By: Ben Joubert
January 29, 2019
In a previous review, I explained how I, with a lot of help, made a small wooden phone stand. I thought of the idea of a phone stand because I thought it would be fun to do some woodwork, but be able to do it very simply. Before that, I always thought it would be really cool to make a wooden computer case. There are plenty of challenges to consider when making one; first is what it would look like. My first thought would be to make a computer that would also be a monitor stand, sort of like many of the older PCs. I have to move my computer around a lot, and the smaller size would be appreciated. The other thought I had would be for the top panel to be see through and be connected by hinges on the one side. So, if you need to make any changes to the internals, it is as easy as lifting a lid. There are other challenges as well. Wood insulate heat and having good airflow is crucial to ensuring the temperatures stay in line. By far though, one of the main reasons I want to do it is to have a smaller case, but still have an ATX motherboard. I do not want to spend more money on a small case and then a smaller motherboard as well. Smaller sizes are sometimes quite nice, especially when you really need it. I have always used a tenkeyless keyboard because of its smaller size it uses up less space on my desk. Usually, when you do get something smaller, you have to sacrifice some features. But today, we have the Cooler Master CK530, which boasts all the same features as its bigger brother, the Cooler Master CK550, just without the numpad. Is it as good as it sounds? Read on to find out!
We received quite a few Cooler Master products that will be up for review in the coming weeks. The Cooler Master CK530 was among them, while the Cooler Master MM830 was reviewed last week. The package was shipped via FedEx Ground and arrived in fairly good condition to us here in Calgary, Alberta. It was a really large box, but as you can see only the one corner was pretty beat up. The rest of the box fared much better. There were only small dents around, while the edges took some more damage than the rest of the box. None of this is unusual and so there was no reason to be alarmed. Cooler Master took the required steps to ensure everything arrived safely. After inspecting the outside, I proceeded to have a look at everything that arrived.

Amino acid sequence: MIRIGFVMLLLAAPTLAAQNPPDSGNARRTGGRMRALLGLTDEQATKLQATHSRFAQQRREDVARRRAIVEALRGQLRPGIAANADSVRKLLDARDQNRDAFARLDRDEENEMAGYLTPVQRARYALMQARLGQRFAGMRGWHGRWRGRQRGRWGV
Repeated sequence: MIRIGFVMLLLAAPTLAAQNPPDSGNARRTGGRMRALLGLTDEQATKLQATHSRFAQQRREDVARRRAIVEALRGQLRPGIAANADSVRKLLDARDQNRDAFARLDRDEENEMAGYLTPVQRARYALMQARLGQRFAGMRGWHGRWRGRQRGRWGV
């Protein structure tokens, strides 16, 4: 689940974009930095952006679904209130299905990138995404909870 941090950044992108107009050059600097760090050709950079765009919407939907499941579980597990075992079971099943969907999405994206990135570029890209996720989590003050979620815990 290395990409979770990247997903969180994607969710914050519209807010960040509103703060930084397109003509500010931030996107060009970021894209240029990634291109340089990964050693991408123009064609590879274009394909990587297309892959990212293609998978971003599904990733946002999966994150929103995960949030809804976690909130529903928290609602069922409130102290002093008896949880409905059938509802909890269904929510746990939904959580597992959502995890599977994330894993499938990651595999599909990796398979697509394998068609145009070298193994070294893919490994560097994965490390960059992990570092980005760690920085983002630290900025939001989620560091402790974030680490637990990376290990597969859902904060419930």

The Cooler Master CK530 is the little brother of the Cooler Master CK550, which was reviewed a while ago. Their retail boxes are identical. An image of the keyboard is front and center, with the name in white lettering in the bottom left. To get a better feel for the Gateron Blue switches, the arrow keys are available to play around with. I am always paranoid about how many people have played with the keys. Like, what if they are actually broken from all the people who tested it? I know it is not generally the case, but the thought always pops into my mind. Anyway, the black background and purple color scheme looks great, and the RGB LEDs are effectively demonstrated on the large image on the front and with the multi-colored badge. The rest of the retail box is standard with some extra information located on the back and in many different languages.